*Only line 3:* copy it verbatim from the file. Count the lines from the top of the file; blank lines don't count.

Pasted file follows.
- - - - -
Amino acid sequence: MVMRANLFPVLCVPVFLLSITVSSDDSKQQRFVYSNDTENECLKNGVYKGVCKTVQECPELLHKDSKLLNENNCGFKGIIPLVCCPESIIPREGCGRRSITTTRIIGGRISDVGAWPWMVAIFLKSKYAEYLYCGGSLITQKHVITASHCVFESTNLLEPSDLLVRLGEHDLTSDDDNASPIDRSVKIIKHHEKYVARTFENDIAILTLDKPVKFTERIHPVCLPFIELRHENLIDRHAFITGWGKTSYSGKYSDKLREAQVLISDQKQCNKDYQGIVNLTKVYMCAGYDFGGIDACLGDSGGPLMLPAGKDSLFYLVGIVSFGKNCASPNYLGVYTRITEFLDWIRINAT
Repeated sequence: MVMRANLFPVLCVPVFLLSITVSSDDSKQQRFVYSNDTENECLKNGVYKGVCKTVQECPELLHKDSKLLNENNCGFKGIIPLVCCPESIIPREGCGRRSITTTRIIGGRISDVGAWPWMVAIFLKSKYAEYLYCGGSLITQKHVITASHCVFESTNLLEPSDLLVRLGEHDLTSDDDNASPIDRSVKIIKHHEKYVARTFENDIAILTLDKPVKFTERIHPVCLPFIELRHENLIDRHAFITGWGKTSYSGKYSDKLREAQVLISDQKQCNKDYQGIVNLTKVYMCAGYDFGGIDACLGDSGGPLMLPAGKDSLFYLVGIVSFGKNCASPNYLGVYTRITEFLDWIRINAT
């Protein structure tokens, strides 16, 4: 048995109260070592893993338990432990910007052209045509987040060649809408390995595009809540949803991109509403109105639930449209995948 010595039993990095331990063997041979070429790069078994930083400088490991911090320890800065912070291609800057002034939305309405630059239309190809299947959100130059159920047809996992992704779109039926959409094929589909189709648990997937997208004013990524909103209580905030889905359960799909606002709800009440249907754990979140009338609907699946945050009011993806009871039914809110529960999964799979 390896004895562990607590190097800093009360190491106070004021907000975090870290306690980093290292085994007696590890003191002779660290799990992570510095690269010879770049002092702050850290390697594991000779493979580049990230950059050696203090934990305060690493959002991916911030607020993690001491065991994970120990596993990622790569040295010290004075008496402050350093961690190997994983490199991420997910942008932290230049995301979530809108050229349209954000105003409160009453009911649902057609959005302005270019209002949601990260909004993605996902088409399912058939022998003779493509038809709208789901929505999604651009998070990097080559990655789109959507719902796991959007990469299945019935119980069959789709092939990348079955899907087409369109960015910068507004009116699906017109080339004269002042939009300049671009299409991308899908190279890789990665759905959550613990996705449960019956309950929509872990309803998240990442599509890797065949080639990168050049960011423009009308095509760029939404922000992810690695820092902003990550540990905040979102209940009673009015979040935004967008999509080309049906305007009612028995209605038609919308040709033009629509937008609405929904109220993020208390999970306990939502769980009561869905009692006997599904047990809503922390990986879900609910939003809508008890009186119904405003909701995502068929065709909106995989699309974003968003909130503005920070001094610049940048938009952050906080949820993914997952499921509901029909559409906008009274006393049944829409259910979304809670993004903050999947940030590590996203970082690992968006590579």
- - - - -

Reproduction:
């Protein structure tokens, strides 16, 4: 048995109260070592893993338990432990910007052209045509987040060649809408390995595009809540949803991109509403109105639930449209995948 010595039993990095331990063997041979070429790069078994930083400088490991911090320890800065912070291609800057002034939305309405630059239309190809299947959100130059159920047809996992992704779109039926959409094929589909189709648990997937997208004013990524909103209580905030889905359960799909606002709800009440249907754990979140009338609907699946945050009011993806009871039914809110529960999964799979 390896004895562990607590190097800093009360190491106070004021907000975090870290306690980093290292085994007696590890003191002779660290799990992570510095690269010879770049002092702050850290390697594991000779493979580049990230950059050696203090934990305060690493959002991916911030607020993690001491065991994970120990596993990622790569040295010290004075008496402050350093961690190997994983490199991420997910942008932290230049995301979530809108050229349209954000105003409160009453009911649902057609959005302005270019209002949601990260909004993605996902088409399912058939022998003779493509038809709208789901929505999604651009998070990097080559990655789109959507719902796991959007990469299945019935119980069959789709092939990348079955899907087409369109960015910068507004009116699906017109080339004269002042939009300049671009299409991308899908190279890789990665759905959550613990996705449960019956309950929509872990309803998240990442599509890797065949080639990168050049960011423009009308095509760029939404922000992810690695820092902003990550540990905040979102209940009673009015979040935004967008999509080309049906305007009612028995209605038609919308040709033009629509937008609405929904109220993020208390999970306990939502769980009561869905009692006997599904047990809503922390990986879900609910939003809508008890009186119904405003909701995502068929065709909106995989699309974003968003909130503005920070001094610049940048938009952050906080949820993914997952499921509901029909559409906008009274006393049944829409259910979304809670993004903050999947940030590590996203970082690992968006590579």